Mauritania + 1 more

Humanitarian Action for Children 2019 - Mauritania

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Total people in need: 258,978

Total children (<18) in need: 224,978

Total people to be reached: 113,323

Total children to be reached: 77,089

2019 programme targets:


• 26,930 children under 5 years suffering from SAM admitted for treatment

• 16,234 pregnant and lactating women reached with an integrated package of IYCF services


• 2,846 children aged 6 to 59 months with common childhood diseases reached with appropriate and integrated management of childhood illness services


• 13,465 children under treatment for SAM accessing safe water for drinking, cooking and hygiene through housewater treatment

• 6,500 children accessing and using appropriate sanitation and hygiene facilities in health and nutrition centres and schools in refugee camps, host communities and villages with high SAM burdens

Child protection

• 8,500 refugee and host community children reached with psychosocial support

• 150 survivors of sexual and genderbased violence reached with gender-based violence response interventions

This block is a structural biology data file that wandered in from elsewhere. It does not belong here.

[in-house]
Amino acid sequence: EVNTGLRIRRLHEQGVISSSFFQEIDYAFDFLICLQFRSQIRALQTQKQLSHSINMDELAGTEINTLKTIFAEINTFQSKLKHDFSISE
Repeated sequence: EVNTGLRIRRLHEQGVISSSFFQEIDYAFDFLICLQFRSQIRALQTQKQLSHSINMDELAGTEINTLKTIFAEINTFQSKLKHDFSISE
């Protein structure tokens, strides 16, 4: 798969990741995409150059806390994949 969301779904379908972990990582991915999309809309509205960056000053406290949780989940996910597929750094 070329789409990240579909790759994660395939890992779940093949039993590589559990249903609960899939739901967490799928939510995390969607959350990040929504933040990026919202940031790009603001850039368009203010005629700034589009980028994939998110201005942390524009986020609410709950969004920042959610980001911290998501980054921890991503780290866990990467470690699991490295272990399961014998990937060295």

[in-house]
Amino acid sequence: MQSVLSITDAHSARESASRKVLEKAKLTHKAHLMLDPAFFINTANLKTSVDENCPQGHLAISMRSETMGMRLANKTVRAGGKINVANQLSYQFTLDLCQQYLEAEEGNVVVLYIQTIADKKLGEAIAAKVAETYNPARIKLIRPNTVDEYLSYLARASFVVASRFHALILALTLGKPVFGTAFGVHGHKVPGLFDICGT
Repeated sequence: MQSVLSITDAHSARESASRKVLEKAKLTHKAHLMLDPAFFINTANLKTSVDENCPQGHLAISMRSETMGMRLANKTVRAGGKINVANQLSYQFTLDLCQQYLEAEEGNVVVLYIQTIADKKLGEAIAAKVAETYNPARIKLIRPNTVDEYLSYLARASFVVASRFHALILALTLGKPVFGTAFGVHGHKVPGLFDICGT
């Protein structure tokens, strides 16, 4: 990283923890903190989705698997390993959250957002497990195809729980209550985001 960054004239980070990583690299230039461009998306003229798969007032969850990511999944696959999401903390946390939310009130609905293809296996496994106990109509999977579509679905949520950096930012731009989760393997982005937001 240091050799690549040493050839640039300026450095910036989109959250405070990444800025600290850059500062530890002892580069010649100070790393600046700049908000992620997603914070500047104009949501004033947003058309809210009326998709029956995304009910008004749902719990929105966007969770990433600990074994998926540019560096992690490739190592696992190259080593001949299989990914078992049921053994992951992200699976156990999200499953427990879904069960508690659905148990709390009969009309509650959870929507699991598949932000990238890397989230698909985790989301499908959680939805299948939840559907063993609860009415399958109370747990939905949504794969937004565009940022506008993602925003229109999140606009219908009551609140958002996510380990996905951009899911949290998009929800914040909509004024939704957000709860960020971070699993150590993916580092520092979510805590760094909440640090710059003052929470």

• 17,000 school-aged boys and girls (3 to 17 years) in the refugee camp and host community affected by humanitarian situations receiving learning materials

• 4,950 out-of-school boys and girls aged 3 to 17 years accessing education

Mauritania is experiencing recurrent cycles of drought that are severely affecting the nutritional health of children. For the second year running, irregular rainfall has negatively impacted crops and pastures, eroding household resilience and capacities to absorb shocks. Over 130,000 children, including nearly 32,000 children with severe acute malnutrition (SAM), and 31,000 pregnant and lactating women, will require nutritional care and treatment in 2019. Twenty-three of Mauritania’s 55 districts are currently experiencing a nutrition emergency,2 and account for three quarters of the country’s total SAM caseload. Only 47 per cent of the populations of these districts have access to drinking water, compared with the national average of 64 per cent.4 Poor hygiene and sanitation practices, high levels of diarrhoea and low vaccination rates are aggravating factors. Given the protracted emergency and deteriorating security situation in the Sahel, over 57,000 Malian refugees—a 10 per cent increase from 2017—60 per cent of whom are children, require access to basic services, including safe water, health care, education and protection. Of the 29,485 school-aged refugee children (3 to 17 years) in the M’Berra refugee camp, only 8,217 (6 to 17 years) have access to learning opportunities.7 In host communities, 12,000 children are out of school.